Portland officials are close to procuring four-plus acres of highly desirable land in an undeveloped swatch of the Central Eastside Industrial District.
The ODOT blocks are zoned for "general industrial" uses. However, PDC Executive Director Kimberly Branam said in an analysis that proposed changes to development standards and allowable uses in areas zoned as "general industrial" could "encourage new building types, such as multi-story industrial and industrial mixed with office on upper floors."
PDC would, using funds from the area's urban renewal district, pay $2.8 million for three parcels, at Southeast Water Avenue between Taylor and Madison streets.
It would pay $1.74 per square foot, or about $165,000 a year, to lease three adjacent parcels from ODOT. That money would come from public parking on those sites. The leases would initially last 20 years.
If PDC's board approves the arrangement, approved, it will "control three full city blocks of real estate in a strategic central city location and enable PDC to deliver on goals to increase affordable industrial space and district parking."
The blocks sit near an increasingly busy part of the Central Eastside District that includes such food establishments as Boke Bowl, ClarkLewis, the Hair of the Dog brewery and Water Avenue Coffee.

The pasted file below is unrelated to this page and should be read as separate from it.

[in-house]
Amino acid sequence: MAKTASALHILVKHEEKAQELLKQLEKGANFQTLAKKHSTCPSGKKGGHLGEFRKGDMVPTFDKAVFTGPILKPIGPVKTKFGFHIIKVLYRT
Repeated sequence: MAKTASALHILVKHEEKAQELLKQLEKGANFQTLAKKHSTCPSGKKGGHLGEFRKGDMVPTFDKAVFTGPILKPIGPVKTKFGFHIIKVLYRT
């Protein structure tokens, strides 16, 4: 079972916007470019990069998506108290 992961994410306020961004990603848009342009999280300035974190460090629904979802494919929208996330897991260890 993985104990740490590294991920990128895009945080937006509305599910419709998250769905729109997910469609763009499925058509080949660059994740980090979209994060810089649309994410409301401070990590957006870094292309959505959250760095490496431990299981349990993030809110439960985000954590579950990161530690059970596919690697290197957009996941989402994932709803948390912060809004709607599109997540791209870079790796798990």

In her report to PDC's board, Branam told the economic development agency's leaders the parcels will help create jobs that help Portland meet goals established for the changing district. The city has estimated that the district could add 9,000 jobs over the next 20 years, however, "there is less land available than is required to meet this projected demand ― a shortfall of about 20 acres."
The district currently hosts 1,100 businesses that employ 18,000 workers. Whereas the neighborhood continues to count an array of industrial businesses, it's increasingly added more restaurants, creative services firms and maker enterprises.
PDC and ODOT began discussing the deal four years ago.
Boora Architects presented a splashy option, called Water Avenue Yards, for the site in 2015. The idea would have included a series of low-rise industrial studios with 400,000 square feet of flexible space for such endeavors as fabrication shops and craft food operations.
Andy is the Portland Business Journal’s digital managing editor, overseeing the daily digital news operation. Sign up here to receive the free news-packed emails he curates every day.